A paper from the Ukrainian Institute of Agricultural Radiology showed an estimated inhalation dose of 1/10,000 to 1/100,000 of background levels to firefighters confronting a wildfire near the Chernobyl site:

Forest fires in the territory contaminated as a result of the Chernobyl accident: radioactive aerosol resuspension and exposure of fire-fighters

V. A. Kashparov, S. M. Lundina, A. M. Kadygriba, V. P. Protsaka, S. E. Levtchuka, V. I. Yoschenkoa, V. A. Kashpurb and N. M. Talerko

Journal of Environmental Radioactivity Volume 51, Issue 3, December 2000, Pages 281-298

I’ve sent a fresh query to a group of forest, fire and health researchers to get more input on this question.

[* Barish sent a followup e-mail message tonight adding a cautionary note about possible health issues for firefighters facing fires in the contaminated zone:

Vasily Yoschenko in Kiev is an excellent resource for information about the present situation…. Yoschenko and Kashparov are the two “local” experts on this….

From my own, less than expert perspective, there is no question that forest fires will cause remobilization of the radioactive materials, as I stated in 2008. Also, the dispersal pattern is still the major influence on the airborne concentration of these radioactive materials.

Yoschenko published more detailed data in 2005 and 2006 than I cited in the Kashparov reference from five years earlier. Obviously my quote from the 2000 paper is valid, but more up-to-date information can come from the two Russians. In a 2006 paper, Yoschenko stated that: The radionuclide fallout along the plume axis is negligible in comparison to the existing contamination. However, the additional inhalation dose for firemen exposed in the affected area can reach the level of the additional external irradiation in the period of their mission.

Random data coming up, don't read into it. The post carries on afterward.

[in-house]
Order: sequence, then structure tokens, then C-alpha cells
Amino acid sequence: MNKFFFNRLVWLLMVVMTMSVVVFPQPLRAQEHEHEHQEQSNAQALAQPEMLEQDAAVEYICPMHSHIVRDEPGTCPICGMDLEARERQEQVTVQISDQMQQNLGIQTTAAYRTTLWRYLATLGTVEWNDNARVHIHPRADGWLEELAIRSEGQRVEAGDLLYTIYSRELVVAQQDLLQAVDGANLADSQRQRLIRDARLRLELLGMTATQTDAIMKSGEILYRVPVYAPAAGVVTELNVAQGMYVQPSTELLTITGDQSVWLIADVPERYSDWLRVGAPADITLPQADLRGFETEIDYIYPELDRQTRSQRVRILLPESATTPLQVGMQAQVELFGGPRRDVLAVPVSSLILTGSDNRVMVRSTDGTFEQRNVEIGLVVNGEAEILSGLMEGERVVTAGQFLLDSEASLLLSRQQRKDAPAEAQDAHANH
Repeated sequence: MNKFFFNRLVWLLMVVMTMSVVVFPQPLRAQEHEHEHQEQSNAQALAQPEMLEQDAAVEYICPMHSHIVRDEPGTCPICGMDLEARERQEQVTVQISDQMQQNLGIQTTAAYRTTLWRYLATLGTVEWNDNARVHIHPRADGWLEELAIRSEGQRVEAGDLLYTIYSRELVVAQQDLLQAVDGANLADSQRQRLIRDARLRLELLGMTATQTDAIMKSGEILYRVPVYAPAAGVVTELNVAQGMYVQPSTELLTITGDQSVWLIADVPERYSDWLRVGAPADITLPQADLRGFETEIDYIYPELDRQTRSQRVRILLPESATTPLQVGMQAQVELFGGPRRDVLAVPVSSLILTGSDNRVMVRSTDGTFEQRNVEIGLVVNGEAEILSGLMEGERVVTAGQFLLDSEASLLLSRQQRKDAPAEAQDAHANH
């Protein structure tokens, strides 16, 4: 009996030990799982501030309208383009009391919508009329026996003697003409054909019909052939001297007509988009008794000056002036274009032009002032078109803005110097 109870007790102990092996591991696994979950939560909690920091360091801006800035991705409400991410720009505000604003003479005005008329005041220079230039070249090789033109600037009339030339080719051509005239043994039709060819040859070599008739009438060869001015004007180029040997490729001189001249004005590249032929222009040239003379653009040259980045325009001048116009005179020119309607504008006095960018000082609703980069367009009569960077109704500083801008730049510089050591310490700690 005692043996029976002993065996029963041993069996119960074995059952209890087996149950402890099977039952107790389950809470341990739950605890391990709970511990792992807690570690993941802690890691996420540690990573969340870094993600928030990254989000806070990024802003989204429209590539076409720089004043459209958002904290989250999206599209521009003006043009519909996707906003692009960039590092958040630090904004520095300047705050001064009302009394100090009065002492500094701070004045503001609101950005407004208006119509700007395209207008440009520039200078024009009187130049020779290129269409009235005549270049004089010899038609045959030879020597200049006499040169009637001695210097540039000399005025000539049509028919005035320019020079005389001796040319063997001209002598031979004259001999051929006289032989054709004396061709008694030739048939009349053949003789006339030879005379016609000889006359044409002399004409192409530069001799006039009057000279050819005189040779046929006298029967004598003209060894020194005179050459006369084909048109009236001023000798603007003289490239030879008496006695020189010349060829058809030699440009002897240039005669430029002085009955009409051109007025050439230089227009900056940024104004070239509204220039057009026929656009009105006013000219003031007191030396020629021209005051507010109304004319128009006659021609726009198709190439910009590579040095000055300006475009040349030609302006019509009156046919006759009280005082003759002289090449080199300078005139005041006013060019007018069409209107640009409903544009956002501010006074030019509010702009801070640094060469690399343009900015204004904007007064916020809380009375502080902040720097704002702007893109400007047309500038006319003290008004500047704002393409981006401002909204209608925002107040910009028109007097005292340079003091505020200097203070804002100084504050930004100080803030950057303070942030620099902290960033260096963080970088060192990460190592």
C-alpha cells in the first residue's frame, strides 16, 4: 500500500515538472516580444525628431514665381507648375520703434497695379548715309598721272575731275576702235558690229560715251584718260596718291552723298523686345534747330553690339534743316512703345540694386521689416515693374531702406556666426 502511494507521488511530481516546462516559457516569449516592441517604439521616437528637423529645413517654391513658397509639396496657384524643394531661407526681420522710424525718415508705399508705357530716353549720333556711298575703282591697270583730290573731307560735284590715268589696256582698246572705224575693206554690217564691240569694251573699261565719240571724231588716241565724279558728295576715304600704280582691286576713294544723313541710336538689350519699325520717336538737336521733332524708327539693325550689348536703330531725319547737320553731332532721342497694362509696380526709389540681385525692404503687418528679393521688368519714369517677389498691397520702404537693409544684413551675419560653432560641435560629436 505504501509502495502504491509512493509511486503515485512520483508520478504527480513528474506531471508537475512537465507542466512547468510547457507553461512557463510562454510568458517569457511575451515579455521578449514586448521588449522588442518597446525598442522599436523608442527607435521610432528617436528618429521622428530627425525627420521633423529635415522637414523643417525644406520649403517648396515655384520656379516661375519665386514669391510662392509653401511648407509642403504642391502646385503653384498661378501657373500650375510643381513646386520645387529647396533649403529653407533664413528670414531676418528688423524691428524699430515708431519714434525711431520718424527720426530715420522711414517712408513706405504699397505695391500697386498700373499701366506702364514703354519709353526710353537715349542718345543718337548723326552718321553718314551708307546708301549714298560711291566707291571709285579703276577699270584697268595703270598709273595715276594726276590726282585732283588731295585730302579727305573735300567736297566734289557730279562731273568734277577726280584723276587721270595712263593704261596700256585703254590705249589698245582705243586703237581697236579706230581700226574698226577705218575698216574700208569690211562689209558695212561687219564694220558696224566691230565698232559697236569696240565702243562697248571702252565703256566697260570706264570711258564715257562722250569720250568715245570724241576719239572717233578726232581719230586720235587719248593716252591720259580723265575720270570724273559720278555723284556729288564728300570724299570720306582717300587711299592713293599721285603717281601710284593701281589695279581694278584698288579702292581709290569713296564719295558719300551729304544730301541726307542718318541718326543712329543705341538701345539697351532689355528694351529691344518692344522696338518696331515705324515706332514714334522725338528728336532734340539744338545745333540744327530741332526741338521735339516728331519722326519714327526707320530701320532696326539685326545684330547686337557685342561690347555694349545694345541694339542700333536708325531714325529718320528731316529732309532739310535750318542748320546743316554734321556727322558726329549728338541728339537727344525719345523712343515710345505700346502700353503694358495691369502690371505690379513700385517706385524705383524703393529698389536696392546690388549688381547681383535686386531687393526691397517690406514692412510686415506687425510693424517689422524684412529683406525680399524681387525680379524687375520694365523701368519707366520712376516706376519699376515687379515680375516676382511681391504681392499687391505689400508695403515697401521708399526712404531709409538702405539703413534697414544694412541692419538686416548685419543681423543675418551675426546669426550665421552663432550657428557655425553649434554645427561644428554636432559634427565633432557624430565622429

What this means is that the airborne radioactivity can essentially double the dose to the fire personnel from inhalation of the radioactive materials. i.e., they are being irradiated both from outside and inside whereas the “normal” radiation exposure is only external when you are in the Chernobyl zone. The airborne contamination doesn’t much change the existing amount on the ground ( it goes up and then comes back down) but, as previously noted, it might disperse over greater distances, albeit at lower concentrations because of dilution.] Source:

Russia praises Bulgaria’s fire-fighting assistance

Although the total number of wildfires in the Moscow region has been substantially reduced, 188.2 hectares of forests and peat bogs are still burning outside the Russian capital. Almost 5,000 people are involved in fire-fighting operations, including a group from Bulgaria.

A group of 95 Bulgarian firefighters is currently involved in extinguishing fires outside Moscow. We formed three brigades – two of them were sent to Noginsk and the third one is working in the Orekhovo-Zuyevsky district. Another 46 people are assisting in fighting forest and peat bog fires in the town of Likino-Dulyovo, successfully preventing the flames from spreading to houses.

In the morning of August 10th, the head of Bulgarian firefighters in Russia, Chief Inspector Valentin Angelov, held a conversation with Interior Minister Tsvetan Tsvetanov who conveyed thanks from the republic’s Prime Minister Boiko Borissov for their contribution to rescue operations. The Russian government is also most grateful to firemen from Bulgaria, according to Plamen Grozdanov, Ambassador Extraordinary and Plenipotentiary of the Republic of Bulgaria to Russia. The Bulgarian Embassy in Moscow continues to receive letters and telegrams of appreciation from both the leadership and ordinary residents of fire-affected areas in the Moscow region.